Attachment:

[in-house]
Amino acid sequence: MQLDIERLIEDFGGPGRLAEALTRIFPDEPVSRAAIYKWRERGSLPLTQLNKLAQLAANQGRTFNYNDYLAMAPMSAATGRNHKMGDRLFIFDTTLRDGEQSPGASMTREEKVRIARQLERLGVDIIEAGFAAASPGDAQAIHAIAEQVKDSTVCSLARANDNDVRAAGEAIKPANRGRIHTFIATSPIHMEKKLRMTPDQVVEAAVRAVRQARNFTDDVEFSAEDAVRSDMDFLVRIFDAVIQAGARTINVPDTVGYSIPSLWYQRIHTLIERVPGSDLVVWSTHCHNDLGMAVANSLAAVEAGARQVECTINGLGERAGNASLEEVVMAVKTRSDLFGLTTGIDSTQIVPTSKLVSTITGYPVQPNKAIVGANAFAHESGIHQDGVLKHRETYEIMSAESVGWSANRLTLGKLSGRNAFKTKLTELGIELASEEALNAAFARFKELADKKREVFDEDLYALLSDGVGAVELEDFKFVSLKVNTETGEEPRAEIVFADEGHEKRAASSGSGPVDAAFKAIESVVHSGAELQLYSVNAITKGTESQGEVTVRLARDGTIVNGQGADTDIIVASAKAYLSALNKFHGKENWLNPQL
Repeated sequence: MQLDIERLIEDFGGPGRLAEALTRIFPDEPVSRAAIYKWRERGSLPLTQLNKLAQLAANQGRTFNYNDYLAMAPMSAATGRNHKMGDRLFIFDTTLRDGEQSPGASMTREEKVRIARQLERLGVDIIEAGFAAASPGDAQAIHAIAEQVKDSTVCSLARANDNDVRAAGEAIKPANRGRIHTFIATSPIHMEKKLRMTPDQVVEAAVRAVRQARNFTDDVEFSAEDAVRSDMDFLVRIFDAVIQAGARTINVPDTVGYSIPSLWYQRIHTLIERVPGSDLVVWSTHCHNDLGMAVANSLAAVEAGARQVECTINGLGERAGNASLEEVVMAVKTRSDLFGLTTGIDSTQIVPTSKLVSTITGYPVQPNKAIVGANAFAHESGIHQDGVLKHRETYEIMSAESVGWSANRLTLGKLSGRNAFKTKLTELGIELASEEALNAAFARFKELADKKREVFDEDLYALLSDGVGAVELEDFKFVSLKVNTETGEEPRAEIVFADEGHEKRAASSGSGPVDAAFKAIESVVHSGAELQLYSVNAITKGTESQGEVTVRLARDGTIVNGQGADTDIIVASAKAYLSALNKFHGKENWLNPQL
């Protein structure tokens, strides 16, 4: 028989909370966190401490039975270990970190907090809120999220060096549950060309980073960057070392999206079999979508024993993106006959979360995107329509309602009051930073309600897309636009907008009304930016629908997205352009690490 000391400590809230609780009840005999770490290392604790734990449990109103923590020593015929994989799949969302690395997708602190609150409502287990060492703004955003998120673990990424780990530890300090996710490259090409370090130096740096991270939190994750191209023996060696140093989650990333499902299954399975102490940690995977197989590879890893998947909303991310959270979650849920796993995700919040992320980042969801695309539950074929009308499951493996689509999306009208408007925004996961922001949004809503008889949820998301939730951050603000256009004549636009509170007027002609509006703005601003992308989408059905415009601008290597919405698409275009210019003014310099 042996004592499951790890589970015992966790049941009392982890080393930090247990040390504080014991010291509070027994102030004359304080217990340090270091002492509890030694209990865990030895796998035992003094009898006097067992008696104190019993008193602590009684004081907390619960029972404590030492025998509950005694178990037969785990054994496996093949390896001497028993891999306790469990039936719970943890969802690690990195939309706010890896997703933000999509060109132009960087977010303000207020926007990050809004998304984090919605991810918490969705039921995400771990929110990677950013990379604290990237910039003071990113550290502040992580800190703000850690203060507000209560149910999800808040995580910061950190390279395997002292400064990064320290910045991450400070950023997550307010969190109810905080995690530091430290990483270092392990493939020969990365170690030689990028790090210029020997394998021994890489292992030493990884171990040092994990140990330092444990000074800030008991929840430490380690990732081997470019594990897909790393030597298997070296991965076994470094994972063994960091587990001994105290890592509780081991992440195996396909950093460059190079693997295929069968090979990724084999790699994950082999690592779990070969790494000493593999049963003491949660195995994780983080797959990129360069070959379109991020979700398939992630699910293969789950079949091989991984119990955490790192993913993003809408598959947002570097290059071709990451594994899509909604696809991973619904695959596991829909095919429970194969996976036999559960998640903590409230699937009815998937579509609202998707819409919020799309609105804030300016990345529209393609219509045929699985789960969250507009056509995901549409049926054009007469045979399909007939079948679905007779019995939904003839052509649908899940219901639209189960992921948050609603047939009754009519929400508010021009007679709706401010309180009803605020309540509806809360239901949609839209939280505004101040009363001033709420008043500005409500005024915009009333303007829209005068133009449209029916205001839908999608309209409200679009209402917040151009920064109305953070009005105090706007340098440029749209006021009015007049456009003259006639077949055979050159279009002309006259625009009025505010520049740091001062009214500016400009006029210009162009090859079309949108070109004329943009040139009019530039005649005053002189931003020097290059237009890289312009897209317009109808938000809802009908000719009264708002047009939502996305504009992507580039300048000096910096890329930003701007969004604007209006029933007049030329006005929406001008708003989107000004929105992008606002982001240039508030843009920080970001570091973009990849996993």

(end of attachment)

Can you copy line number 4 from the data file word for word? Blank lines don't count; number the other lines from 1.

């Protein structure tokens, strides 16, 4: 028989909370966190401490039975270990970190907090809120999220060096549950060309980073960057070392999206079999979508024993993106006959979360995107329509309602009051930073309600897309636009907008009304930016629908997205352009690490 000391400590809230609780009840005999770490290392604790734990449990109103923590020593015929994989799949969302690395997708602190609150409502287990060492703004955003998120673990990424780990530890300090996710490259090409370090130096740096991270939190994750191209023996060696140093989650990333499902299954399975102490940690995977197989590879890893998947909303991310959270979650849920796993995700919040992320980042969801695309539950074929009308499951493996689509999306009208408007925004996961922001949004809503008889949820998301939730951050603000256009004549636009509170007027002609509006703005601003992308989408059905415009601008290597919405698409275009210019003014310099 042996004592499951790890589970015992966790049941009392982890080393930090247990040390504080014991010291509070027994102030004359304080217990340090270091002492509890030694209990865990030895796998035992003094009898006097067992008696104190019993008193602590009684004081907390619960029972404590030492025998509950005694178990037969785990054994496996093949390896001497028993891999306790469990039936719970943890969802690690990195939309706010890896997703933000999509060109132009960087977010303000207020926007990050809004998304984090919605991810918490969705039921995400771990929110990677950013990379604290990237910039003071990113550290502040992580800190703000850690203060507000209560149910999800808040995580910061950190390279395997002292400064990064320290910045991450400070950023997550307010969190109810905080995690530091430290990483270092392990493939020969990365170690030689990028790090210029020997394998021994890489292992030493990884171990040092994990140990330092444990000074800030008991929840430490380690990732081997470019594990897909790393030597298997070296991965076994470094994972063994960091587990001994105290890592509780081991992440195996396909950093460059190079693997295929069968090979990724084999790699994950082999690592779990070969790494000493593999049963003491949660195995994780983080797959990129360069070959379109991020979700398939992630699910293969789950079949091989991984119990955490790192993913993003809408598959947002570097290059071709990451594994899509909604696809991973619904695959596991829909095919429970194969996976036999559960998640903590409230699937009815998937579509609202998707819409919020799309609105804030300016990345529209393609219509045929699985789960969250507009056509995901549409049926054009007469045979399909007939079948679905007779019995939904003839052509649908899940219901639209189960992921948050609603047939009754009519929400508010021009007679709706401010309180009803605020309540509806809360239901949609839209939280505004101040009363001033709420008043500005409500005024915009009333303007829209005068133009449209029916205001839908999608309209409200679009209402917040151009920064109305953070009005105090706007340098440029749209006021009015007049456009003259006639077949055979050159279009002309006259625009009025505010520049740091001062009214500016400009006029210009162009090859079309949108070109004329943009040139009019530039005649005053002189931003020097290059237009890289312009897209317009109808938000809802009908000719009264708002047009939502996305504009992507580039300048000096910096890329930003701007969004604007209006029933007049030329006005929406001008708003989107000004929105992008606002982001240039508030843009920080970001570091973009990849996993």